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Chapter 25: Listening Lets the Heart Decide

But you cannot change Jesus, and you cannot change Socrates, and you cannot change Sarmad, and you cannot change al-Hillaj Mansoor. They are ready to die - because their knowing is of the heart, there is no question of its being wrong. There is no doubt anywhere, it is indubitable.

To be with a master, you need to learn how to listen. Hearing is not enough.

It is a mystery to open the doors for listening, because everywhere only hearing is needed. In the marketplace, in the universities, in the churches, only hearing is needed. Listening is something out of this world; only lovers know something of it, only poets know something of it. Only mystics know the whole miracle and the whole magic of it.

And the master is only a door. Once you have started listening to him you will be able to listen to the sound of the running water, you will be able to listen to the wind passing through the pine trees. You will be able to listen to the music of silence in the dark night, you will be able to listen to the music of the birds in the early morning. You will start listening to so many things that you will be in a state of immense amazement that this world was available to you - and so close - but you were not available to this world.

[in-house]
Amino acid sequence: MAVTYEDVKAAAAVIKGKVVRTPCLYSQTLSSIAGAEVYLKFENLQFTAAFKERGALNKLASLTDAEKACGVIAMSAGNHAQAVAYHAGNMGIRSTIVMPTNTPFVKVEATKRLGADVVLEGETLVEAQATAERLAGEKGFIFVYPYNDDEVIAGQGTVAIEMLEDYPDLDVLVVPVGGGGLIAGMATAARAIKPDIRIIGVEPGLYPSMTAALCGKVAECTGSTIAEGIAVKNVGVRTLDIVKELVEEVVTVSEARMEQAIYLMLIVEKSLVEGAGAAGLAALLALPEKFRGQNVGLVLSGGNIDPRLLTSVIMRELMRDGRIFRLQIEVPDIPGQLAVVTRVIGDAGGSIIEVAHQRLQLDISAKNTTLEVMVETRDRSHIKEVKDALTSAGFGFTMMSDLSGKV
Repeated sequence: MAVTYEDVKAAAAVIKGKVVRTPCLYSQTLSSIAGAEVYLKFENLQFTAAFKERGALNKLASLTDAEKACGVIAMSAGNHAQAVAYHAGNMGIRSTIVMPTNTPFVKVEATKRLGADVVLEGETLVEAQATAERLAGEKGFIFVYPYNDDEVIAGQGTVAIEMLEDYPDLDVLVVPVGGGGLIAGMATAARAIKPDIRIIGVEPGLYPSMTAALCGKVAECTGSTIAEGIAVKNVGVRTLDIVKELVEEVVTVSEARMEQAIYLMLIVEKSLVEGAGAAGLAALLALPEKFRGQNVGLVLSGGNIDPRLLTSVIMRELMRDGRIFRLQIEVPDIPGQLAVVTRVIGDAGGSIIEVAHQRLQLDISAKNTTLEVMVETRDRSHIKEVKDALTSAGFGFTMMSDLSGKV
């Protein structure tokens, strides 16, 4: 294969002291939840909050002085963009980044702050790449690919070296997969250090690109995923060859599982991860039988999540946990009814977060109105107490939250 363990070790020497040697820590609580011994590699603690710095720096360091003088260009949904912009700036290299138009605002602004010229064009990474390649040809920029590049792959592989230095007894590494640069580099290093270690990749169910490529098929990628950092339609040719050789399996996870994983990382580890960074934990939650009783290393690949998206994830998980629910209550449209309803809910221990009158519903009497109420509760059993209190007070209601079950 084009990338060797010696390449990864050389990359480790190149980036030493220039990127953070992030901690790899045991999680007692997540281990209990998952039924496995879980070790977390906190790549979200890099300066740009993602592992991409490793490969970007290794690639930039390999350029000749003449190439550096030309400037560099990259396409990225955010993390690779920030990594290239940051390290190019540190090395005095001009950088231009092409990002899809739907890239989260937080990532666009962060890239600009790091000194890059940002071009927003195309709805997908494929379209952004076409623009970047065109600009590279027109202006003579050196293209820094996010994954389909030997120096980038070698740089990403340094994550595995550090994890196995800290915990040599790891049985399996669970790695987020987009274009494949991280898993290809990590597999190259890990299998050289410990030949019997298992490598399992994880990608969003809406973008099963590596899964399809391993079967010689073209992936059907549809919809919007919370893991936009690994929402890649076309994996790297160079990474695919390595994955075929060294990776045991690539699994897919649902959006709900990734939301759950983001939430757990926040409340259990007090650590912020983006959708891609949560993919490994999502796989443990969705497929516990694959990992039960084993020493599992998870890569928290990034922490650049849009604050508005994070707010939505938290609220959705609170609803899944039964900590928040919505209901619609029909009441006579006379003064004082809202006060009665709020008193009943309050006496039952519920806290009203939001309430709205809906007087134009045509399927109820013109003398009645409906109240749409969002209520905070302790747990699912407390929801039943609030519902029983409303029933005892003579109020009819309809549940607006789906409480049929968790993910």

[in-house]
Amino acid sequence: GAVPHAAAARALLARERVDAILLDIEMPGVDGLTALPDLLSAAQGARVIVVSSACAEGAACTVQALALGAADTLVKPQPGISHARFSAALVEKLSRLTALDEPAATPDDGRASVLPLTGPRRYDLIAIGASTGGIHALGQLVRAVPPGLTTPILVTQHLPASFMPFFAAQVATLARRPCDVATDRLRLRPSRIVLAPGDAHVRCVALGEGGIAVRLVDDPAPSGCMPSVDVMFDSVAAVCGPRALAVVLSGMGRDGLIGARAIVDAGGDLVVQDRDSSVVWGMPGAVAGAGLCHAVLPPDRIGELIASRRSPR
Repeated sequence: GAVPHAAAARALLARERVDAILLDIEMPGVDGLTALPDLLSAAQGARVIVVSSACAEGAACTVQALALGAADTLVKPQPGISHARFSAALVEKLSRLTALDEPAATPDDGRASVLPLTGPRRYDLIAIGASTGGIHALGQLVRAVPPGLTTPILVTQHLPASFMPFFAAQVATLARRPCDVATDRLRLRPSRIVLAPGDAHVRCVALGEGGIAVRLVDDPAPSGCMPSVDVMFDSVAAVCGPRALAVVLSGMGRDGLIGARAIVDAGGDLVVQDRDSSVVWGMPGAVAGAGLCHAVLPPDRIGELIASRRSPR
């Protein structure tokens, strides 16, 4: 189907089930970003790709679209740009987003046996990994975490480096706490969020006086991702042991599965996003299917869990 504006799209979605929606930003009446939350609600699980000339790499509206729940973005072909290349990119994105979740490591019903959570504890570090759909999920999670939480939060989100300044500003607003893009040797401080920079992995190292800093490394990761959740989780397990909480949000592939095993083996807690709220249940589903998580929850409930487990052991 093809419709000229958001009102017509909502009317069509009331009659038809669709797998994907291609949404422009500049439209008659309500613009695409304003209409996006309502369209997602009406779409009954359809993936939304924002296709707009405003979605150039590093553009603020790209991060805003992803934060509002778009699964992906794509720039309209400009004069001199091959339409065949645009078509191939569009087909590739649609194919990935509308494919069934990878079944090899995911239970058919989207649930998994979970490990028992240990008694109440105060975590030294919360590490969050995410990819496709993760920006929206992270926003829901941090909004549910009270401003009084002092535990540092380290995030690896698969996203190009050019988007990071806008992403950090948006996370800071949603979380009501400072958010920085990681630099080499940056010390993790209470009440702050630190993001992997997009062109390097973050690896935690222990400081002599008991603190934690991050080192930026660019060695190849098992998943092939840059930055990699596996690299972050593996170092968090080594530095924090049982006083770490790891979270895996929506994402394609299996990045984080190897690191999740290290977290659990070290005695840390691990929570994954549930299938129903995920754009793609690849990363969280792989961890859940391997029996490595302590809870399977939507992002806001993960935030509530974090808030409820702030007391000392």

As far as I am concerned, right listening is the only way to be religious, because right listening makes you wonder about everything around you: the whole existence becomes a mystery, poetry, a song, a dance.

Gone are the days of misery, anguish, tension, death. You have entered on the path of eternal benediction.

The other night you told the story of the Buddha and his disciple, Ananda. Ananda had thought that the Buddha had given contradictory answers concerning the existence of God to three different questioners. When challenged on this by Ananda, the Buddha had retorted, “The answers were not for you. Why do you listen to answers not intended for you!”
Osho, when we sit with you, we listen to many answers to questions we have not asked. How should we listen?

There are a few significant things to be understood. One: you may not have asked the question; still it may be yours, because human beings are not suffering in unique ways - their misery is the same, their problems are the same. Somebody has the guts to ask; somebody cannot gather the courage, because to ask means to expose your ignorance.

So when I am answering questions asked by someone, it does not mean that it is not your question. If I were in Buddha’s place I would not have said to Ananda, “Why are you disturbed?” In fact the very disturbance shows that those questions were also bothering him; otherwise there was no need for him to be worried.

Buddha said to him, “Those questions were not your questions. Why did you listen?”

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